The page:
Students like the new qualification but still have reservations
SIXTH-FORMERS who were sent on a PR exercise to sell the Welsh baccalaureate in England have given more of a mixed verdict back home.
Eight bac students praised the qualification at a conference held at the University of Central England in Birmingham, in May. They claimed its skills base gave them the edge over English students. But now some are saying it is still not fully recognised in Wales - let alone England.
Their responses back up findings in a report by Nottingham university last year that claimed existing scepticism needed to be attacked with widespread promotion of the qualification's merits.
Sian Williams, one of the student bac ambassadors from Ysgol Morgan Llwyd in Wrexham, said: "Some students I know found out their courses don't accept it after doing all the work. By contrast, I was made an offer at Aberystwyth of one A and a B for geography because I was a bac student."
Jane Owen, Welsh bac co-ordinator and head of sixth form at Ysgol Morgan Llwyd, admitted that departments at both Cardiff and Bangor universities had not made offers that included the bac.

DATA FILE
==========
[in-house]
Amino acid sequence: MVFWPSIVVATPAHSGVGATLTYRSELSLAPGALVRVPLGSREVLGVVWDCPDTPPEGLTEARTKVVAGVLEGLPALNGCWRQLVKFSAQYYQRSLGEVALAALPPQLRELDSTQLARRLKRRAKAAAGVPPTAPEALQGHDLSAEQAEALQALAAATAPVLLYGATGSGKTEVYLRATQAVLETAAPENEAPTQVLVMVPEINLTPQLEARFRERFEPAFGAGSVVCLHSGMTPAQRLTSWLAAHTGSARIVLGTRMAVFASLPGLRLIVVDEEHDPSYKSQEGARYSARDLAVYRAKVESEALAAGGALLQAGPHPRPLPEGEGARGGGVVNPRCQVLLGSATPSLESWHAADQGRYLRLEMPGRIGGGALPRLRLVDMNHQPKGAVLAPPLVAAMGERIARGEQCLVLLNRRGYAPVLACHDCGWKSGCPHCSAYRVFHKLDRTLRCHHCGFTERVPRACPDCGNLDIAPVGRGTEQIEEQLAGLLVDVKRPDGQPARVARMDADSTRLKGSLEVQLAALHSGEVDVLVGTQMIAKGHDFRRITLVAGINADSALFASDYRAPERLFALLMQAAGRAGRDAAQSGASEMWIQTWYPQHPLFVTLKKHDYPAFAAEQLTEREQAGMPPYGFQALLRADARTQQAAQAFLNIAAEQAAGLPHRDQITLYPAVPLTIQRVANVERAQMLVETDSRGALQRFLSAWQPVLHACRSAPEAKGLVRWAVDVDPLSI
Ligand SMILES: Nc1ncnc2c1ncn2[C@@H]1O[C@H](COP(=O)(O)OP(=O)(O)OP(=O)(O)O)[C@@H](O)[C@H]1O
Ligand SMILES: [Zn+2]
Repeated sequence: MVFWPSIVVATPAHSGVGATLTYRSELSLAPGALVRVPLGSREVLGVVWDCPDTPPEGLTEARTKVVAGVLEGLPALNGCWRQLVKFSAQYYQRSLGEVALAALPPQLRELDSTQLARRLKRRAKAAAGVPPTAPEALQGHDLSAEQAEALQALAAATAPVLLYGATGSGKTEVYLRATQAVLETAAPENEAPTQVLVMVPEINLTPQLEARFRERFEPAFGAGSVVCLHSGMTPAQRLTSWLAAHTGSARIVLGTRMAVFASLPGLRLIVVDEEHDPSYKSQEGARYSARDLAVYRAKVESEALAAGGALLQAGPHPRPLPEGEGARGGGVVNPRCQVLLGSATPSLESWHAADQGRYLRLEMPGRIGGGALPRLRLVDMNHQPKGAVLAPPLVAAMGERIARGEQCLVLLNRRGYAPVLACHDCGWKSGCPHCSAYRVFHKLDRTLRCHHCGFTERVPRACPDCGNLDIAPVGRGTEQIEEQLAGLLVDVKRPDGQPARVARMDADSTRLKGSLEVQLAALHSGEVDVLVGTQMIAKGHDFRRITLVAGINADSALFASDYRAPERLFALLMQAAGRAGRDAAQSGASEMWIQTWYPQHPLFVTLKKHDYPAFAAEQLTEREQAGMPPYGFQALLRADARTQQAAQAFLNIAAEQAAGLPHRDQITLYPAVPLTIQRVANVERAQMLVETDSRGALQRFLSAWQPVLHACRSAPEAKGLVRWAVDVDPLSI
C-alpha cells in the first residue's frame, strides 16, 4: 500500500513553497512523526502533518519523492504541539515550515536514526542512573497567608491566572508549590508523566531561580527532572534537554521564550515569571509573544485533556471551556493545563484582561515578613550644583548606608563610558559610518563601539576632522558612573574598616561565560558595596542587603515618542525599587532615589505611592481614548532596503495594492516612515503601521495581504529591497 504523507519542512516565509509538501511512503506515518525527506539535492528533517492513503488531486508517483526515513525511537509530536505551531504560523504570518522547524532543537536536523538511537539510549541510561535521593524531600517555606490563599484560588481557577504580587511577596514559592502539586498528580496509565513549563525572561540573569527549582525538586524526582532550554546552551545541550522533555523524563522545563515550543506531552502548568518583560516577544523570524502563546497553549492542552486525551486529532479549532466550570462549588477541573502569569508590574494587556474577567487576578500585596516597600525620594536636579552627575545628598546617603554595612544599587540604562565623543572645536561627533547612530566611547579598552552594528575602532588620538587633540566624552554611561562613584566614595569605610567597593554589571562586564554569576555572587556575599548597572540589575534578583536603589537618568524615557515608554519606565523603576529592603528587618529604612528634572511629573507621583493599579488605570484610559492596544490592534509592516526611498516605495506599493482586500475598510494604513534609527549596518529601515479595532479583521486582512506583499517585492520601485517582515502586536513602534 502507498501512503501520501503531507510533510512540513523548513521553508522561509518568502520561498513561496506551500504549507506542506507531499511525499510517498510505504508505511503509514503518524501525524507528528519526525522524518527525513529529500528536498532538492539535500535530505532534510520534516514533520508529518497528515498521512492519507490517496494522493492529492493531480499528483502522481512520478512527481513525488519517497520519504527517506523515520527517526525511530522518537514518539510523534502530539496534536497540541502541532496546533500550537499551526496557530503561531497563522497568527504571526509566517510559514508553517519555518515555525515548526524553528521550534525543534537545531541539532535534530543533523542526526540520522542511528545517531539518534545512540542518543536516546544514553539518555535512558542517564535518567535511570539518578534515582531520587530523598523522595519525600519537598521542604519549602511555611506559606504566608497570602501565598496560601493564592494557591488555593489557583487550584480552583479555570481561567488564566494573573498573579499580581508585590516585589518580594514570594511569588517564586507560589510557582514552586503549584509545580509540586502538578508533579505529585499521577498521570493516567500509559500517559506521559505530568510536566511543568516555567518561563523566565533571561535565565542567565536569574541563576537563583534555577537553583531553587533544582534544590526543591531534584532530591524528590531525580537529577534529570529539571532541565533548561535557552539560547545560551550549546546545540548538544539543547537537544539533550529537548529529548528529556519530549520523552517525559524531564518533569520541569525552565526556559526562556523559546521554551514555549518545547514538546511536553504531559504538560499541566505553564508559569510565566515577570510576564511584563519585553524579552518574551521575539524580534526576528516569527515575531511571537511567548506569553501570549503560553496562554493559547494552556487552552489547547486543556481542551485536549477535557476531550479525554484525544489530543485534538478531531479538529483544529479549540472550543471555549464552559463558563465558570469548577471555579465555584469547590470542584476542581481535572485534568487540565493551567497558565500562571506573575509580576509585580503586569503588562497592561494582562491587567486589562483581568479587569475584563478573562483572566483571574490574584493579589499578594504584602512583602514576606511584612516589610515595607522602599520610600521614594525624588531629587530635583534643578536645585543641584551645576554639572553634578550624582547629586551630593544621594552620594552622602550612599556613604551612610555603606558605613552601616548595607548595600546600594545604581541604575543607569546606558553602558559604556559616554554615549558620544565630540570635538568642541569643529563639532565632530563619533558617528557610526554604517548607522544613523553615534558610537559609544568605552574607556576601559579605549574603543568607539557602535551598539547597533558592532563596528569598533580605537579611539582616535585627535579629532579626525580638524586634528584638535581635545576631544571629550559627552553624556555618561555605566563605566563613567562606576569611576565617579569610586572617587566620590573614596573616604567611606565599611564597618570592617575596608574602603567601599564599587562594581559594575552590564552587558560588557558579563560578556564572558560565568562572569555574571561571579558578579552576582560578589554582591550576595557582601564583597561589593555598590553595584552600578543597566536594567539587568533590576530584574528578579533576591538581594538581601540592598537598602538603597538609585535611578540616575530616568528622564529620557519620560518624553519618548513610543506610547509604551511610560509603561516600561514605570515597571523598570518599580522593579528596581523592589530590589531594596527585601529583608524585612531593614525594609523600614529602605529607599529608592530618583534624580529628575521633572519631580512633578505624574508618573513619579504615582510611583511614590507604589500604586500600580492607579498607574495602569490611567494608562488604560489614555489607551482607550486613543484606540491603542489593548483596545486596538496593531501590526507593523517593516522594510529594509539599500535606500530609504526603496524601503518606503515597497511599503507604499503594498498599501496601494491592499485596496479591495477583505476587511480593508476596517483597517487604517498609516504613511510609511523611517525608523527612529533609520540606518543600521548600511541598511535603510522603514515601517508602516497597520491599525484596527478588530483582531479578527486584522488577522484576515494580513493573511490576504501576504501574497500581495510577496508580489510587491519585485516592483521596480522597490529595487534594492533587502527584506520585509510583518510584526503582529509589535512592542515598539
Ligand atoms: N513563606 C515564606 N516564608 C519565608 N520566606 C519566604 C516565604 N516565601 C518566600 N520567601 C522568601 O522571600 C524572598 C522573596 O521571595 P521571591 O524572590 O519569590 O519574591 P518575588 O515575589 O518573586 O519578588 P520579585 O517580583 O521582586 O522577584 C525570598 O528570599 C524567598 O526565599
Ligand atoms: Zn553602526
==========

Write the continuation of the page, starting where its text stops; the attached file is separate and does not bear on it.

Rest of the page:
She said Oxford and Cambridge universities were "woolly" in their response to it. However, she claims to be a convert since the school became a bac pilot three years ago.
The school expects 60 more pupils to join the school this September - double the initial take-up - meaning its appeal is reaching students. "Hand on heart, the first two years I was worried. Now I know it works," said Ms Owen. "And it is gaining more street cred among pupils."
Mark Anderson, another of the party from Ysgol Morgan Llwyd, received offers to study maths from Manchester and Cardiff universities which both included the bac. He said suggestions it was too work-intensive were unfounded, with not one student in his cohort dropping an A-level.
The Welsh bac has been allocated 120 UCAS tariff points at level 3 (advanced level), equivalent to an A grade at A-level. Each student at Ysgol Morgan Llwyd is taught how to work independently, solve problems and organise their own learning.
St Cyres comprehensive, in Vale of Glamorgan, was one of the first places to offer the bac in September 2003. It is also one of the first to pilot the intermediate and foundation levels for young pupils.
Mr Ross Thomas, St Cyres's head of sixth form, said at the conference that the programme had transformed the learning culture of its senior pupils, preparing them for university and work.
The Assembly government intends 25 per cent of students to follow by 2010.
Evaluators recommended the staggered roll-out of the bac after endorsing it.